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DEC proposal requires Lockheed Martin to keep treating contaminated groundwater in Lake Success

An exterior view of 1111 Marcus Avenue in

An exterior view of 1111 Marcus Avenue in Lake Success on Wednesday, June 18, 2014. Photo Credit: Danielle Finkelstein

Lockheed Martin would continue treating contaminated groundwater at and around a North Hempstead property it once owned under a plan proposed this month by the state Department of Environmental Conservation.

The 94-acre property at 1111 Marcus Ave., which sits in the Village of Lake Success and the Town of North Hempstead, had been home to defense contractors and is now a state Superfund site.

Water contaminated with solvents and oils was dumped for decades into dry wells on the property until 1978, according to the DEC. The property was purchased in 1996 by Lockheed Martin, which inherited responsibility for cleaning up the contamination.

The DEC's plan calls for Lockheed Martin to increase the amount of groundwater it currently pumps out of wells on the property in order to treat it and return it to the aquifer.

It also requires that Lockheed Martin continue operating its system that captures harmful vapors from the soil before they infiltrate buildings on the property.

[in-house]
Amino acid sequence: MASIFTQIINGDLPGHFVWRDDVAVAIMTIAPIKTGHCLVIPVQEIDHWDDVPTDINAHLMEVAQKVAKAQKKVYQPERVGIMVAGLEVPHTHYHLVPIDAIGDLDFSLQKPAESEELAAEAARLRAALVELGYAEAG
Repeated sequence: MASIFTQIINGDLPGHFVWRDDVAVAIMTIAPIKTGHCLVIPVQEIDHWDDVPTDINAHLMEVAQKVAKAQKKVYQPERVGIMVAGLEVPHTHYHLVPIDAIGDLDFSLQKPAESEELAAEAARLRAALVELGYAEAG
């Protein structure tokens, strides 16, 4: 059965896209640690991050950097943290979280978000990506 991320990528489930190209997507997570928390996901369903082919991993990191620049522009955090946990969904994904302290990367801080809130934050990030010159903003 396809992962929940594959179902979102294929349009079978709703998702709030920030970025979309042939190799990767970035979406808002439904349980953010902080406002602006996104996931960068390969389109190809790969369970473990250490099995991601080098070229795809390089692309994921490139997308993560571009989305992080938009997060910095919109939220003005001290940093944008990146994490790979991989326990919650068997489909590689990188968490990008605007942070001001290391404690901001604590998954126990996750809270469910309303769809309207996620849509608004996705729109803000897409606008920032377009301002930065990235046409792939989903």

The proposal restricts the land to commercial use but allows the town to use a portion of the property as soccer fields.

The proposal also would require that Lockheed Martin continue operating its water treatment system that aims to stem the plume of contamination that has stretched more than a mile beyond the site and into the Upper Glacial and Magothy aquifers.

Gary Cambre, spokesman for Lockheed Martin, said the proposal was "protective of the water supply as other options while creating the least amount of disruption to the community and area neighborhoods."

Representatives of the two public water suppliers whose wells were affected by the underground plume have expressed support for the proposal.

"We're in complete agreement with it," said Greg Graziano, superintendent of the Water District of Great Neck North, which has three wellheads that have been affected.

"We've gotten a great sense from the community that they're happy to see that the plume will be paid for by somebody other than the taxpayers," said Andrew DeMartin, chairman of the board of the Manhasset-Lakeville Water District, which has one well that has not been treated for contamination.

The DEC will have a public meeting on the proposal at 7 p.m. next Thursday at Great Neck South Middle School in Great Neck, and is accepting public comment on the proposal through July 14.


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